1. Medical treatment, including psychological treatment
2. Compensation for disability
3. Lost wages
4. Vocational rehabilitation
If you are killed in the course of your duties, the Defense Base Act also provides death benefits for your loved ones.
To ensure that you were, in fact, injured in the course of your duties, your employer can ask that a doctor examine you to confirm that you need treatment and benefits.
What About Third-Party Claims?
From the above, you can see that Defense Base Act claims provide workers’ compensation benefits, set up by your employer (typically a government contractor), to ensure that you are covered for any expenses associated with an injury on the job. However, there are times when a third-party may have behaved negligently, and it was that negligence that caused your injury.
In those cases, you should consider whether you would want to pursue a third-party claim because of the third-party’s negligence. In fact, you may be able to arrive at settlement from the third-party that can be used to cover the costs of your injury more quickly than the compensation you might receive from the Defense Base Act insurer.
To give you context, a good example of third-party negligence is if a contractor, not your employer, did electrical work at your U.S. base. Then, you get electrocuted at work because the electrical work was faulty. In that case, the contractor – not your employer – is liable for your injuries. In that instance, you may consider pursuing a third-party claim.
What Do I Do If I Settle with the Third-Party?
If you arrive at a settlement with a third-party, there are some important notification rules that are required of you. Specifically, 33 U.S.C. § 933 requires that you get permission from both your employer and the Defense Base Act insurance company to settle your case with the third-party before you enter into the settlement agreement.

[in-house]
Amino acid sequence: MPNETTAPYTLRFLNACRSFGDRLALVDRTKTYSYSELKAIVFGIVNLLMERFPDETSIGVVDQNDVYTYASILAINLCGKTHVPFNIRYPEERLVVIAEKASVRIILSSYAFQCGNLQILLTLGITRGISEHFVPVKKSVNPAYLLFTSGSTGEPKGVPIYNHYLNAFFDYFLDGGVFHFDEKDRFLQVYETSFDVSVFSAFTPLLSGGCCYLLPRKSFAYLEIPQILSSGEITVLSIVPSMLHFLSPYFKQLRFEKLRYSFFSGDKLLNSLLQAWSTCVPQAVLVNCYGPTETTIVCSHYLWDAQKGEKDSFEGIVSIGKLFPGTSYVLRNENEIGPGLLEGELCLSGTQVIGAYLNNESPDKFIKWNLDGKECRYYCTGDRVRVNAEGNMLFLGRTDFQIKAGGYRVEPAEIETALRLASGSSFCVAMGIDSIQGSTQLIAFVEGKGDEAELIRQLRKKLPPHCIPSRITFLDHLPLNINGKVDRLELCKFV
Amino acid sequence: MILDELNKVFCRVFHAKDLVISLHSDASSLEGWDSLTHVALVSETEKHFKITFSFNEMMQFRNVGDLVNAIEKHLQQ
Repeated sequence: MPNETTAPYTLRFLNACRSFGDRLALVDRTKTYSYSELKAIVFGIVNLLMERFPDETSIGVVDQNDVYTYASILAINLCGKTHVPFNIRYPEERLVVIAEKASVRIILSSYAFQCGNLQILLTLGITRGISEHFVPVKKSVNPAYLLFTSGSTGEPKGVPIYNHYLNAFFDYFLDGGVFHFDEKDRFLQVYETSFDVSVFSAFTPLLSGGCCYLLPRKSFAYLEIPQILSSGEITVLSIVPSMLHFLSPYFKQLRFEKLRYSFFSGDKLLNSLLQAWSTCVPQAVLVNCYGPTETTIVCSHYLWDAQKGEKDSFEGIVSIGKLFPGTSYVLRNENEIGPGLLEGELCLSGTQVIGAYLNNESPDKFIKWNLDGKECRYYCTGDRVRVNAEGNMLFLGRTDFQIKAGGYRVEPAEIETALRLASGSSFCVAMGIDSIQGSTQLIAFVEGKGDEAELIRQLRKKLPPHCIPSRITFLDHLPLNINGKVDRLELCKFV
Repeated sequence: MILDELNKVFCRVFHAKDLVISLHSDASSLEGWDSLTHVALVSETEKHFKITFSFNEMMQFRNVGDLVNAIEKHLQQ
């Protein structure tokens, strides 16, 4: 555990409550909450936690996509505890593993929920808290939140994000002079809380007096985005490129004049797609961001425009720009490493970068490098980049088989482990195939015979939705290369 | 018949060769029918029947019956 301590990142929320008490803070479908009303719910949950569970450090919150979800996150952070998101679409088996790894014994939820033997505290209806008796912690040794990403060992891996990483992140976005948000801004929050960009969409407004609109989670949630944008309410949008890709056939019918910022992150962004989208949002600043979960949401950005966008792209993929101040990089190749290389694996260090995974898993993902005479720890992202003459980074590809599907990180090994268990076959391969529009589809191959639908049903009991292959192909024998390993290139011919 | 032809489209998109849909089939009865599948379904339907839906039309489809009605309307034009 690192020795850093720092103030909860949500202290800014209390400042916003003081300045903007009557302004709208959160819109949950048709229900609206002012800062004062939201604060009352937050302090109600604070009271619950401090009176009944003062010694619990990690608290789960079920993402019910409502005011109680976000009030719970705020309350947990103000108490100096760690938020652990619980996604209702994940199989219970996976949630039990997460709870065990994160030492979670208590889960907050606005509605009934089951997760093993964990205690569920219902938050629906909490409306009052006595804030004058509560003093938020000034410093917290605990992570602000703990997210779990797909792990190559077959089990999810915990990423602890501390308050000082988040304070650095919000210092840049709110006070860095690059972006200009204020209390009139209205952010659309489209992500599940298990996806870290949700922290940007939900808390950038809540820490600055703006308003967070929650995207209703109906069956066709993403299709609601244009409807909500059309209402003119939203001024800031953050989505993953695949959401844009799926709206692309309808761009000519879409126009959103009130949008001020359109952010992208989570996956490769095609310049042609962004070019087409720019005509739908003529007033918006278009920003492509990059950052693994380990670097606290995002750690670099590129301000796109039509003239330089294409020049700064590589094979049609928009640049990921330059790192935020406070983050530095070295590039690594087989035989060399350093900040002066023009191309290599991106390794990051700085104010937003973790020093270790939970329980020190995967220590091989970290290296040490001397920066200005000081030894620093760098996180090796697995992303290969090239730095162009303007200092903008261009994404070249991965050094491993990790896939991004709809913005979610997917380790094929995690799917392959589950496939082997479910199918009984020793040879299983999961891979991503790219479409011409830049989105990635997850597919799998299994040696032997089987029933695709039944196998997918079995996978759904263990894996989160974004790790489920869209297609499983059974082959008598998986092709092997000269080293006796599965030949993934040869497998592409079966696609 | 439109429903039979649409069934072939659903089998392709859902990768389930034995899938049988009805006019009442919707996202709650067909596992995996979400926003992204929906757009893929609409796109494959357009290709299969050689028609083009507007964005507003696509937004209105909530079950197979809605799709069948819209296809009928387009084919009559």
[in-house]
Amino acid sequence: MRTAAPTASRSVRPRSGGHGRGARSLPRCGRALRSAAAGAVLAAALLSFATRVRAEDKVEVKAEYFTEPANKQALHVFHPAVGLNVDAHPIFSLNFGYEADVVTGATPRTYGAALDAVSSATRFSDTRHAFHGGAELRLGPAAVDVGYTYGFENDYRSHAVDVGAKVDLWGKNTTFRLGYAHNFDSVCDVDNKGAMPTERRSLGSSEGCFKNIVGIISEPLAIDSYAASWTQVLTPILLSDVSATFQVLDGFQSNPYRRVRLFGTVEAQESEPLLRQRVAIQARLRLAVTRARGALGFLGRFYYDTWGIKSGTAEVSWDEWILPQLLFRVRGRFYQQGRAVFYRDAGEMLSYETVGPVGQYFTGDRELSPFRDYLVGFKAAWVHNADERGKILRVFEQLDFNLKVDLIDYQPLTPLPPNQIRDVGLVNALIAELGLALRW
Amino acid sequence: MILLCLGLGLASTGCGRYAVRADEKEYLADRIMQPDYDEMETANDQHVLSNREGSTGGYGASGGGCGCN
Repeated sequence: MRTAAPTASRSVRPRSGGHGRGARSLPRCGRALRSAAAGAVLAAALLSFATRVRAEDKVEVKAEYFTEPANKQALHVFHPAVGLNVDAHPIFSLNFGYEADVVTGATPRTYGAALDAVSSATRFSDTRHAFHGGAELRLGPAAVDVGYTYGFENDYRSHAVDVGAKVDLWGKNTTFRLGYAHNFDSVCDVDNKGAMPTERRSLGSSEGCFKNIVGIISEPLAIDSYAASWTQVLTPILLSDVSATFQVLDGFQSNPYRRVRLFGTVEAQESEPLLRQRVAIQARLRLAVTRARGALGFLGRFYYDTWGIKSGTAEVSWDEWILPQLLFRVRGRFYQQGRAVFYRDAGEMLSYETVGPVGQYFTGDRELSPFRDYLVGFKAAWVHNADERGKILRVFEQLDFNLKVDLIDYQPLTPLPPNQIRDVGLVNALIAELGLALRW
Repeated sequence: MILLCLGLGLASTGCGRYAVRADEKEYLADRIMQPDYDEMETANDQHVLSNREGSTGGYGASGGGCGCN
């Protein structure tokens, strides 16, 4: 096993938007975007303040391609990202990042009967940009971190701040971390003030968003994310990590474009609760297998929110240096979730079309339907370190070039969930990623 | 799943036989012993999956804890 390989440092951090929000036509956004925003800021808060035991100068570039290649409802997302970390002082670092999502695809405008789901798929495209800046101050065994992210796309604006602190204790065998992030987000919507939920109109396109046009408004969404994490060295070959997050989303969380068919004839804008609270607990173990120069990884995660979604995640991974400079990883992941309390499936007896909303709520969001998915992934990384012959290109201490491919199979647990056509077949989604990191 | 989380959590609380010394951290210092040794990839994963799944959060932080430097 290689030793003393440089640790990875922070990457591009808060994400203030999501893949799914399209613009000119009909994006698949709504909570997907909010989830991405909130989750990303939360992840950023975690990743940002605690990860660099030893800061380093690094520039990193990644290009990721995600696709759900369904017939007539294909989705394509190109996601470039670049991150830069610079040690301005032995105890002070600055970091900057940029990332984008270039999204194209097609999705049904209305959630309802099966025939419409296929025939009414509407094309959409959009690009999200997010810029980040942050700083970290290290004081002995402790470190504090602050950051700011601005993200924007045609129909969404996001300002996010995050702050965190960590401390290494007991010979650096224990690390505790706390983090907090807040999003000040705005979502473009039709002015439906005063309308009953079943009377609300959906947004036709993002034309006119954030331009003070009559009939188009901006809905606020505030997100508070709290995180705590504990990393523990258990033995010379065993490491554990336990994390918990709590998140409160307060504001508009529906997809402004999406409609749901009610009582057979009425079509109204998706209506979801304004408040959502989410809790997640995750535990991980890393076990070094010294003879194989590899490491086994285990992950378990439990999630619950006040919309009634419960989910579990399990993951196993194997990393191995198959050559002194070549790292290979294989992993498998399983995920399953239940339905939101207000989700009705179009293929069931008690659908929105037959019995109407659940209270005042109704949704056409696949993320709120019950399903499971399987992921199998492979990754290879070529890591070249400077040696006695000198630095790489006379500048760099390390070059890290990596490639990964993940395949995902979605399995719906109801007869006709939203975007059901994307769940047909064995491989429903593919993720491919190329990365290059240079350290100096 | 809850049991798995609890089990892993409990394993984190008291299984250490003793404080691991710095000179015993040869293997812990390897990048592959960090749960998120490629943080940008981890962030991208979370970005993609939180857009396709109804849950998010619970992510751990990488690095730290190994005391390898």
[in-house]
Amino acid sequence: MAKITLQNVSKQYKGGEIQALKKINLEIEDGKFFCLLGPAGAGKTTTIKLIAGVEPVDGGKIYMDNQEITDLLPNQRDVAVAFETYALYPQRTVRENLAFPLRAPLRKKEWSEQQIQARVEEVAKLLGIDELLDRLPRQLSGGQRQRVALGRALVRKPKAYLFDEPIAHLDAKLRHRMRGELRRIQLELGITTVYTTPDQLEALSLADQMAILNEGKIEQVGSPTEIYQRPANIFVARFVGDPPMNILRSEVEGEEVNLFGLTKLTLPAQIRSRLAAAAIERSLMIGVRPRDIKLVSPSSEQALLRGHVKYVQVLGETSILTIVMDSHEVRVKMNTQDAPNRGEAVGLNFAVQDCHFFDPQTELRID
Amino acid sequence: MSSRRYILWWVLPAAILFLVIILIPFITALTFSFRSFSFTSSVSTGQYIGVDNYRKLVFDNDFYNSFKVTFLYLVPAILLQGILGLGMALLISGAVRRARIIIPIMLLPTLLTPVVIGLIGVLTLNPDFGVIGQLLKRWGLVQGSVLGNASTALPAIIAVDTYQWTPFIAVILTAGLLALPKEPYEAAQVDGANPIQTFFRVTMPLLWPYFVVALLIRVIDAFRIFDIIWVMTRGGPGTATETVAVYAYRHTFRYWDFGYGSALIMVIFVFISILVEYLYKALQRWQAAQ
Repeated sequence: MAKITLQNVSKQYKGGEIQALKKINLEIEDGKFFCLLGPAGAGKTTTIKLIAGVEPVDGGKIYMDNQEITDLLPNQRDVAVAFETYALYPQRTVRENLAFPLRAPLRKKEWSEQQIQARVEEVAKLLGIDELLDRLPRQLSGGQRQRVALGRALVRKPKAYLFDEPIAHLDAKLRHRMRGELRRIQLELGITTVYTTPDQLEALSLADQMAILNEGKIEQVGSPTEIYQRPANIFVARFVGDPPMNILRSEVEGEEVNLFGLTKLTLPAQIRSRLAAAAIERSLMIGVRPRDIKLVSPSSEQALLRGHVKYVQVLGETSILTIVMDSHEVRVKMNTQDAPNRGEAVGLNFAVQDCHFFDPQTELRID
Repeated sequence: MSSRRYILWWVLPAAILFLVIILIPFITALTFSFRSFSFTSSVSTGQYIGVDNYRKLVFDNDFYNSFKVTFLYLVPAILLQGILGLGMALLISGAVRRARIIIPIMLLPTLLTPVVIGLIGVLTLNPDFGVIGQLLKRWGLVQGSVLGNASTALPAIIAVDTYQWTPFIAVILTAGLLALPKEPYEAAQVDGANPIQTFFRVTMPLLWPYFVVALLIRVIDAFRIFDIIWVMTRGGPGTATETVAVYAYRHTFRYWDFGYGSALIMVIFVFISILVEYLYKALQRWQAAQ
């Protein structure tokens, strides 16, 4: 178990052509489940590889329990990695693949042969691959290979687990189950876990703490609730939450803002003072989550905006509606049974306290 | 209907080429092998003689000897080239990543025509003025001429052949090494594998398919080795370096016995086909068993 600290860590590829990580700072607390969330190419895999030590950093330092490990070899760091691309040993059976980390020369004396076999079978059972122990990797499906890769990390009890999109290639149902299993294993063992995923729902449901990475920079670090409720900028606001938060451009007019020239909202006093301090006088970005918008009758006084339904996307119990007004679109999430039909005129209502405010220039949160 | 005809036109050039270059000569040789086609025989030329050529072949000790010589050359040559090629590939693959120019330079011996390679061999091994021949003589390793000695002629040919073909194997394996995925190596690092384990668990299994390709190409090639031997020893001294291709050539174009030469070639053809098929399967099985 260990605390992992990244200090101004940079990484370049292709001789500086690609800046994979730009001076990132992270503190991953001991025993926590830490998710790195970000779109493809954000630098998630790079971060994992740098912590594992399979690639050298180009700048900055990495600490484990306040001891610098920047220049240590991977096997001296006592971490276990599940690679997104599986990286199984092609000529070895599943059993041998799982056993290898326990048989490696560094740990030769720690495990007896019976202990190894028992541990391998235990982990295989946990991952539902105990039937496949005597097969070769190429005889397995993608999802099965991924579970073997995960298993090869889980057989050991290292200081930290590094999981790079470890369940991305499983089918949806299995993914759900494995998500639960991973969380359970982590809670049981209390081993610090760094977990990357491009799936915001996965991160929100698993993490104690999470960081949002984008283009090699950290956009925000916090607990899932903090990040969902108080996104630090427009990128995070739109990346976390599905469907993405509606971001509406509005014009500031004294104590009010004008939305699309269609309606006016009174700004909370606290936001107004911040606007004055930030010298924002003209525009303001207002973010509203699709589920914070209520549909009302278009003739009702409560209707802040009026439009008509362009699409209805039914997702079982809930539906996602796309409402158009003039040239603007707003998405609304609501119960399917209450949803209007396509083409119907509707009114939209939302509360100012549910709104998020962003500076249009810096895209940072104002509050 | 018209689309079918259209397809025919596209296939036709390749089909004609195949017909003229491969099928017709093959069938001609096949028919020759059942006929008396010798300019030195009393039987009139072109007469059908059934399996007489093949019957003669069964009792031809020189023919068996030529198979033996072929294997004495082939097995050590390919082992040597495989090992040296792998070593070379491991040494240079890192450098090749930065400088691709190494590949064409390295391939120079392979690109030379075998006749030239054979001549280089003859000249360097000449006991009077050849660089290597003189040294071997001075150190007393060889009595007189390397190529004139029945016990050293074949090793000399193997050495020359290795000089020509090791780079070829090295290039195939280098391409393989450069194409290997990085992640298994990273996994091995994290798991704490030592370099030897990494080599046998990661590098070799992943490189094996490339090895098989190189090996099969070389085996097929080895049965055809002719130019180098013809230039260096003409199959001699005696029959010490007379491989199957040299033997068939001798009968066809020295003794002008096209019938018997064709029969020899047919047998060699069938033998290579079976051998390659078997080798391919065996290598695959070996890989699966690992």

Indeed, if you fail to tell your employer and the Defense Base Act insurer about the settlement, then you will lose all future compensation and medical treatment that is owed to you by the Defense Base Act insurance company. If the third-party settlement value is less than the future benefit under the Defense Base Act claims compensation, and you do not get the necessary consent, then you need to let go of the third-party settlement.
RITE Law Has Defense Base Act Experience
The attorneys at RITE law started their firm for one reason – to help those in Florida and elsewhere have the resources of a firm that was big enough to fight but small enough to care. At Rudolph, Israel, Tucker & Ellis (RITE law), we have the resources and experience to go to trial when it is necessary, and we have the wisdom to advise you appropriately.
Without help from the RITE team, making Defense Base Act claims can be very difficult. When you turn to our firm, we spring into action, making sure that every detail of your claim is addressed. Call us for help. Our number is (904) 500-RITE or you can fill out our contact form online. We provide a free case evaluation, so feel free to call us today.